People all over the world have been working overtime to meet the new General Data Protection Regulation (GDPR) from the European Union, taking effect today, 25 May 2018. At Hypothesis we’ve been looking at GDPR also, but in keeping with our principles, we see it as an opportunity to do more than just comply with new regulations. We challenged ourselves to improve how we think and talk about not only privacy, but also other practices that matter to annotators, like privacy, accessibility, and community.
One of our goals was to improve privacy without making things more complex or annoying for people. We started with our website.
There’s no pesky popup cookie alert on our website, because we actually made it possible to visit without exposing your personal information.
Public annotations appear even to fully anonymous users on any website that has embedded Hypothesis and on all websites for people who equip themselves with our browser add ins. Our own website is a good example of a site that needs to be clear about the privacy of its visitors, who may also see annotations on various pages without logging in. For the Hypothesis website, we’ve taken new steps to anonymize the information we collect, so site visitors don’t have to deal with privacy concerns just to access basic information. These same steps ensure that people encountering public Hypothesis annotations anywhere don’t have to worry about their privacy.
Inclusivity and availability have always been central to our mission. We’ve worked hard to design and develop Hypothesis to reduce geographic, financial, or logistical barriers for users who want to read and write annotations on the web. That’s why Hypothesis is built on open web standards, will always be free to use, and works on a wide range of formats and platforms.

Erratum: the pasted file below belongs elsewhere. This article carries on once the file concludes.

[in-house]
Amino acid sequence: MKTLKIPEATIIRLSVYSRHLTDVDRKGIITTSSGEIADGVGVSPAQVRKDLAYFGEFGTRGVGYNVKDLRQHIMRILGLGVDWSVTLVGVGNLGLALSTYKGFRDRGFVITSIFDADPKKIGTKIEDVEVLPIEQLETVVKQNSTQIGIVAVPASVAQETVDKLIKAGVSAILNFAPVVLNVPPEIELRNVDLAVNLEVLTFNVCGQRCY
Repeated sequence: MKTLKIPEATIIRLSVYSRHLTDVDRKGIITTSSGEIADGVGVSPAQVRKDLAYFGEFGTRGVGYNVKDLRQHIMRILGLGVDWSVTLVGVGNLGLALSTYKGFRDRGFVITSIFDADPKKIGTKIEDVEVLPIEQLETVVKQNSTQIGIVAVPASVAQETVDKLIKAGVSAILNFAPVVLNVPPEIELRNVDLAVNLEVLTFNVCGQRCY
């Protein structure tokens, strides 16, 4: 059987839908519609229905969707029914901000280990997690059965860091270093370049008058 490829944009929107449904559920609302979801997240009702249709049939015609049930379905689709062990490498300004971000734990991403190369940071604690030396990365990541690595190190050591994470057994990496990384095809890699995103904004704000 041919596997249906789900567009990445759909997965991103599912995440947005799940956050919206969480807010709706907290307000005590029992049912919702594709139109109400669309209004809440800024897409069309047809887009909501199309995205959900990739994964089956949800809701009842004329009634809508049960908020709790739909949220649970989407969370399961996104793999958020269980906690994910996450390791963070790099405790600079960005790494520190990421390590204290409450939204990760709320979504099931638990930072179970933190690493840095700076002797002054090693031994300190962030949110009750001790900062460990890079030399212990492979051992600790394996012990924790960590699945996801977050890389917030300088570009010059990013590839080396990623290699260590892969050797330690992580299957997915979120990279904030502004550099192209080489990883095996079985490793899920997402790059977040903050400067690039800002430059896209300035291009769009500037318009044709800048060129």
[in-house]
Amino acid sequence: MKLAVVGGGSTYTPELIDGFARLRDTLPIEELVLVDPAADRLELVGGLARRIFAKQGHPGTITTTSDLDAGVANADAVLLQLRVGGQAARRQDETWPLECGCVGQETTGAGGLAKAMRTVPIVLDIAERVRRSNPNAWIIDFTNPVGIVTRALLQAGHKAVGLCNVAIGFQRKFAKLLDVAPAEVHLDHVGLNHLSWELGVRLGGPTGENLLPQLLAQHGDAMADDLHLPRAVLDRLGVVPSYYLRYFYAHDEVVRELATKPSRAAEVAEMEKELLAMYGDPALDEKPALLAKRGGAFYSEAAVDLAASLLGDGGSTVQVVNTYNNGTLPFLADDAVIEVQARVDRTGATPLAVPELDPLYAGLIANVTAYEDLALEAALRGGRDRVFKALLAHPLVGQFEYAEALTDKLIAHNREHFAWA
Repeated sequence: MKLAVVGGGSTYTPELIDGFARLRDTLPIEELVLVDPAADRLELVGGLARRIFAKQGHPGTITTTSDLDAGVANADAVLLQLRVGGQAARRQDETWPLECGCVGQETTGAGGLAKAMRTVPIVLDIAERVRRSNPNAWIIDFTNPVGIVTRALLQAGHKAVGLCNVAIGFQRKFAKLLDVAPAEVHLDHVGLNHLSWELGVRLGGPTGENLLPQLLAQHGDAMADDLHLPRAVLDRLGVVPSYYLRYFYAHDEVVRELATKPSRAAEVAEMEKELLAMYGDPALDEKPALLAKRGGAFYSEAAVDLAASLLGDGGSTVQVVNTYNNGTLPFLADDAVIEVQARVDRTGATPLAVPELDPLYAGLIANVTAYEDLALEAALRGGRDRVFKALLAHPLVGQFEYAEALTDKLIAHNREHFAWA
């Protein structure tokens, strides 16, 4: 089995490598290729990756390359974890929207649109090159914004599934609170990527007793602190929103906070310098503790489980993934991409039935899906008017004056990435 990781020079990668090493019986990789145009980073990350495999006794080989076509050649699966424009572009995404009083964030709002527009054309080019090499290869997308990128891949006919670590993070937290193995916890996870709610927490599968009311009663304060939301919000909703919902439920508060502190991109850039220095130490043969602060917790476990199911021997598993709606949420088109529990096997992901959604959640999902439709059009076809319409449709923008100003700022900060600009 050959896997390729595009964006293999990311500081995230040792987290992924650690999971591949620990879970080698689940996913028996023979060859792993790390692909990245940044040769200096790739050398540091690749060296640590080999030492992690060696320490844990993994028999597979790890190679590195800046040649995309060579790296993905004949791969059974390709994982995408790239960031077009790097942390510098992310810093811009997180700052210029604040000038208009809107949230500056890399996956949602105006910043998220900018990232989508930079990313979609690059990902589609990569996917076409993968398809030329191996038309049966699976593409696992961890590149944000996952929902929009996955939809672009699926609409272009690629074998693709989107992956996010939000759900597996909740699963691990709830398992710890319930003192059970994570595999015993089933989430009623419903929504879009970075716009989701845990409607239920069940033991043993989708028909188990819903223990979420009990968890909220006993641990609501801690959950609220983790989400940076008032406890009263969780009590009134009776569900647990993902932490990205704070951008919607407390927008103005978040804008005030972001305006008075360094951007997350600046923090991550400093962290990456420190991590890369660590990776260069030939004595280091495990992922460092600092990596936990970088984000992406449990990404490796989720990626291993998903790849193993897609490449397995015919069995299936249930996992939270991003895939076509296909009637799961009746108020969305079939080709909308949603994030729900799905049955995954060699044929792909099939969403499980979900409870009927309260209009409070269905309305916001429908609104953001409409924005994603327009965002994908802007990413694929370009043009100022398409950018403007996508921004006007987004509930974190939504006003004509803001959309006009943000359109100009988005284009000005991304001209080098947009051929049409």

We consider accessibility to be a key part of a larger effort to practice and promote what more people are now calling “inclusivity.” We work to increase the accessibility of annotation through inclusive design, a practice defined by the Inclusive Design Research Centre as “design that considers the full range of human diversity with respect to ability, language, culture, gender, age and other forms of human difference.” Following inclusive design, we look to make interventions not only to support accessibility for specific types of users, but to make annotation a better and easier experience for everyone.
Learn more about our approach, status and next steps for accessibility and inclusive design.
Our first step is to make sure annotators see and agree to our community guidelines during the account creation process. We are also now surfacing them on every page of our website (look below).
We know guidelines alone do not ensure healthy communities, so we continue to explore technical capabilities and human practices we can support that will help shape annotation as a welcoming, vibrant, and valuable public space. Annotation moderation, released last year, was a first step in this effort, and we are now experimenting with new group configurations that can help people with shared interests annotate together and make their work public when it makes sense. We’ll be sharing more information about new group configurations soon.
Whether GDPR affects you or not, we’d love to hear your questions and suggestions about our new efforts to do the right things with privacy, accessibility and community. Visit our new online help and guidance, email us at email@example.com, or annotate this page using the Hypothesis sidebar you can open at the upper right. At the bottom of this page, you can follow us on social media or subscribe to receive emails to get news about Hypothesis and annotation.